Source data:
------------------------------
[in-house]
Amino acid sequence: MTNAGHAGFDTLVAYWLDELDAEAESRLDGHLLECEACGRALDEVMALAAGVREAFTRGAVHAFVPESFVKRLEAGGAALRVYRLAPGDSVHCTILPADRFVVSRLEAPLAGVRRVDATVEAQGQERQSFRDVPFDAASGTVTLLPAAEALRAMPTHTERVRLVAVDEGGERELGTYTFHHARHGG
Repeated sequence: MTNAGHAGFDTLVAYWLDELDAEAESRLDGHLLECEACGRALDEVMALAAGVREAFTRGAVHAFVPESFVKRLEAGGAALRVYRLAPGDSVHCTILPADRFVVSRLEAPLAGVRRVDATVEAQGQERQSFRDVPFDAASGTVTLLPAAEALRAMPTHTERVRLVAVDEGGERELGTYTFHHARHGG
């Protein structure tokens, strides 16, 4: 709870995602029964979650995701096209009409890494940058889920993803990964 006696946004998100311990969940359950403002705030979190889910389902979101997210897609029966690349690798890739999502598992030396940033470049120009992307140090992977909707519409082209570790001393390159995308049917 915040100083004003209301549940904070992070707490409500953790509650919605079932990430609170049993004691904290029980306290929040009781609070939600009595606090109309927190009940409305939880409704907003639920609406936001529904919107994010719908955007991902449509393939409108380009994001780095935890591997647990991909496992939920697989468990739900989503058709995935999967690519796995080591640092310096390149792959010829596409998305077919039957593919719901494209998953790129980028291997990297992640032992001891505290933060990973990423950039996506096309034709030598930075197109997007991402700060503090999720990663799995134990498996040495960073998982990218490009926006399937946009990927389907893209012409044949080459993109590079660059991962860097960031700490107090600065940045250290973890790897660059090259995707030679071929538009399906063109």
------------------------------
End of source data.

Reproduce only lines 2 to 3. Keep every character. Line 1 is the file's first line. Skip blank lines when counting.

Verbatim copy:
Amino acid sequence: MTNAGHAGFDTLVAYWLDELDAEAESRLDGHLLECEACGRALDEVMALAAGVREAFTRGAVHAFVPESFVKRLEAGGAALRVYRLAPGDSVHCTILPADRFVVSRLEAPLAGVRRVDATVEAQGQERQSFRDVPFDAASGTVTLLPAAEALRAMPTHTERVRLVAVDEGGERELGTYTFHHARHGG
Repeated sequence: MTNAGHAGFDTLVAYWLDELDAEAESRLDGHLLECEACGRALDEVMALAAGVREAFTRGAVHAFVPESFVKRLEAGGAALRVYRLAPGDSVHCTILPADRFVVSRLEAPLAGVRRVDATVEAQGQERQSFRDVPFDAASGTVTLLPAAEALRAMPTHTERVRLVAVDEGGERELGTYTFHHARHGG